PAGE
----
Finnish Prime Minister and Centre Party chair Juha Sipilä said he was surprised the issue of migration overshadowed foreign and security policy in Sweden’s general election on Sunday.
The anti-immigrant, populist Sweden Democrats received 17.6 percent of the popular vote, making them Sweden’s third-largest party after the Social Democrats and the Moderates.
“Let’s see if this is a sign of things to come in Finland,” Sipilä said during Yle’s coverage of the election on Sunday evening.
Later, the premier again commented on the migration issue in a column posted on his office's website.
“We need consistent policies and level-headed, matter-of-fact discussion on migration. There is no room for racism or radicalism here. Or anywhere else,” Sipilä wrote.
Meanwhile, Finance Minister and National Coalition Party leader Petteri Orpo tweeted that Sweden’s election results seem to follow the current trend in Europe of party landscapes becoming increasingly fragmented.
“The big question is what the results will mean for Sweden’s EU policies,” the conservative NCP politician tweeted.
Soini: "People are tired of bloc politics"
In a very tight race, Sweden's centre-left bloc received 40.6 percent of the vote, slightly more than the centre-right bloc, which won 40.2 percent. Consequently, forming a majority government will be difficult without the help of the Sweden Democrats which both blocs have shunned so far.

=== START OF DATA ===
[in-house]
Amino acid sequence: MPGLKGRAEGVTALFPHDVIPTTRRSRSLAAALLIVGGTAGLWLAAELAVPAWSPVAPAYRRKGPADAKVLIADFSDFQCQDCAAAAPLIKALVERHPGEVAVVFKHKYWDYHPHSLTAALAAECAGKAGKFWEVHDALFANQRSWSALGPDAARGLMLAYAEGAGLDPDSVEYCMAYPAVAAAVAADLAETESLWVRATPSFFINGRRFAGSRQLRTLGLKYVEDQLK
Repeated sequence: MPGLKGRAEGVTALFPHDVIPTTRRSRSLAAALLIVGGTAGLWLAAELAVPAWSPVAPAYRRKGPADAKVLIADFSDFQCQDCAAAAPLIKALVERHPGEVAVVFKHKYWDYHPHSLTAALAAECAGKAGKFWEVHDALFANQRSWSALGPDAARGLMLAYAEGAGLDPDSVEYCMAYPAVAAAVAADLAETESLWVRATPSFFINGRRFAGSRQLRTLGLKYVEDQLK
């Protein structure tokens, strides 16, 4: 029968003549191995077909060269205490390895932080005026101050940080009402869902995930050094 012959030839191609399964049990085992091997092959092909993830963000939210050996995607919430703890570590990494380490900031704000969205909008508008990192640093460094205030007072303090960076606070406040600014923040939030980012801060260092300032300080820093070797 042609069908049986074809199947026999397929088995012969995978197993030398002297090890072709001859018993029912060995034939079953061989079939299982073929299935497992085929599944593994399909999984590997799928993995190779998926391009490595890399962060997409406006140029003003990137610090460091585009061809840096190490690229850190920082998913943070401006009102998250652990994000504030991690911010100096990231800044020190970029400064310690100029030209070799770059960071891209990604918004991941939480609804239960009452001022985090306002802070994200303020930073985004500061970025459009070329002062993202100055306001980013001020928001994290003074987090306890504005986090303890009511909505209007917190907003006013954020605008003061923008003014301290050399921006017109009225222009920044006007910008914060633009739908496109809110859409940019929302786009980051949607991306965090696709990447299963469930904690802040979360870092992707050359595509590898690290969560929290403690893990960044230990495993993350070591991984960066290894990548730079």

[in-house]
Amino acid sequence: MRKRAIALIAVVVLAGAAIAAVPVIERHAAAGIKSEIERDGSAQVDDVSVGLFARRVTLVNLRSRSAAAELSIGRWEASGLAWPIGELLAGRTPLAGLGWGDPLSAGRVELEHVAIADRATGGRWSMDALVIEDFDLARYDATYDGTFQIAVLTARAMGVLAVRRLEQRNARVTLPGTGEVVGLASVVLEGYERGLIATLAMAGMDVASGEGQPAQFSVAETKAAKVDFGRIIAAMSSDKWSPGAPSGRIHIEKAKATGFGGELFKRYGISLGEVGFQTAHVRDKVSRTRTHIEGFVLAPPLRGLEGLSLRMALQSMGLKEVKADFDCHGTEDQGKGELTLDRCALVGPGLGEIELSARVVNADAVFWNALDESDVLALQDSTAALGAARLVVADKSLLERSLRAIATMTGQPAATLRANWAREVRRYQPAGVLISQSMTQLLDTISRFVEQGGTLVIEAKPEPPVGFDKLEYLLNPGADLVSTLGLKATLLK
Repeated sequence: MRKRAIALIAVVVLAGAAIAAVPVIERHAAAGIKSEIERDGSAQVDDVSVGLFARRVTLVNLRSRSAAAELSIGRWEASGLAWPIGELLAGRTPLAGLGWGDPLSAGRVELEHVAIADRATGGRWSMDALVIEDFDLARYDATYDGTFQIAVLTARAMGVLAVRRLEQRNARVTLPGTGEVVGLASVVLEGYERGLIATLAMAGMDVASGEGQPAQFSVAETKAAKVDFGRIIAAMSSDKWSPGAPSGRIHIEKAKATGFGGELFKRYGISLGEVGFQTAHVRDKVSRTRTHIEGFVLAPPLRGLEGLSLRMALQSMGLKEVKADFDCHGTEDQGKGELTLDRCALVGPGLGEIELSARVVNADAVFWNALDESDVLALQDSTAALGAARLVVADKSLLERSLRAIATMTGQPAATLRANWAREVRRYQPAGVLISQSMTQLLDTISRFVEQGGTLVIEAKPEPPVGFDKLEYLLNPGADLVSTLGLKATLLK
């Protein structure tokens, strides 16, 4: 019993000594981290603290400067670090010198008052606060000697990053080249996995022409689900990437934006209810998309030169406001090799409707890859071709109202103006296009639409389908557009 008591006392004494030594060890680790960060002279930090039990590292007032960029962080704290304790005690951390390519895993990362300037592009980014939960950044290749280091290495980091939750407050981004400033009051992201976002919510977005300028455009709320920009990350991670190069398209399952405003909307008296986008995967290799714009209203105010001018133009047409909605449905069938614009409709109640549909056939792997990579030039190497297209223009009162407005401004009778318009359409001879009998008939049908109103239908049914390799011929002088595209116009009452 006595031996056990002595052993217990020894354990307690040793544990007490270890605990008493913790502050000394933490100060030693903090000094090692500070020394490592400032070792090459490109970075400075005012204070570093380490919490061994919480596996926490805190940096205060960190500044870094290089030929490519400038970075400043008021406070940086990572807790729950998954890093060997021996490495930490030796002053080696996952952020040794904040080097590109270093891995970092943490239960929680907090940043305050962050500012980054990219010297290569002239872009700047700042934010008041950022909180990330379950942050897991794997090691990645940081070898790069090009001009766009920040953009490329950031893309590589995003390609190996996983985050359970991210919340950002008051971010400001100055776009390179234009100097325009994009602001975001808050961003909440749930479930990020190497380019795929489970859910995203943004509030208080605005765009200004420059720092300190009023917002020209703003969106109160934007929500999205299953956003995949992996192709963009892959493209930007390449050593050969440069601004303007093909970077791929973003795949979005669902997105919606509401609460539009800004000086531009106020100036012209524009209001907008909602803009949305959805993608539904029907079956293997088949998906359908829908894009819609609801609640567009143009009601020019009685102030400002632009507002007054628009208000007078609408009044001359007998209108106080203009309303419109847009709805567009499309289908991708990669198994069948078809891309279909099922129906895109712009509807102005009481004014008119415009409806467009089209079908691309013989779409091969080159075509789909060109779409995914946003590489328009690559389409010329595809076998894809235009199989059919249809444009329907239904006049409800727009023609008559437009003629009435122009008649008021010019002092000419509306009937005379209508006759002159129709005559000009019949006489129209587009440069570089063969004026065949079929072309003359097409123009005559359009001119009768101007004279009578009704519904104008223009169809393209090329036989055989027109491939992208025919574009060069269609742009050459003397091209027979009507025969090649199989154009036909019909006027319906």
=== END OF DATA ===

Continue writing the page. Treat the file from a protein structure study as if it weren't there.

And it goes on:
On Monday morning Foreign Minister Timo Soini said on Yle’s breakfast show Aamu-TV that Swedes have been tired of the bloc politics for quite a long time now. Soini is now a member of the Blue Reform party, which splintered from the nationalist Finns Party last summer.
“The rise of the Sweden Democrats has been going on for a while. People are looking for new alternatives,” Soini said.
Jussi Halla-aho, who replaced Soini as chair of the nationalist Finns Party in June, had travelled to Stockholm to celebrate with the Sweden Democrats and declared that the upstart party's influence would lead to tighter immigration controls in the country.
Meanwhile chair of the fledgling Feminist Party, Katju Aro tweeted that she was shocked by the rise of the anti-immigrant Sweden Democrats. "We cannot make way for fascism. We now need everyone to 'go to the barricades' to defend human rights in Finland so history does not repeat itself," Ajo wrote.
Sipilä’s Centre Party has seen its popularity dip to 17.8 percent, below that of its coalition partner NCP and the opposition Social Democrats. The Blue Reform polled 1.6 percent in Yle's August survey, below the margin of error.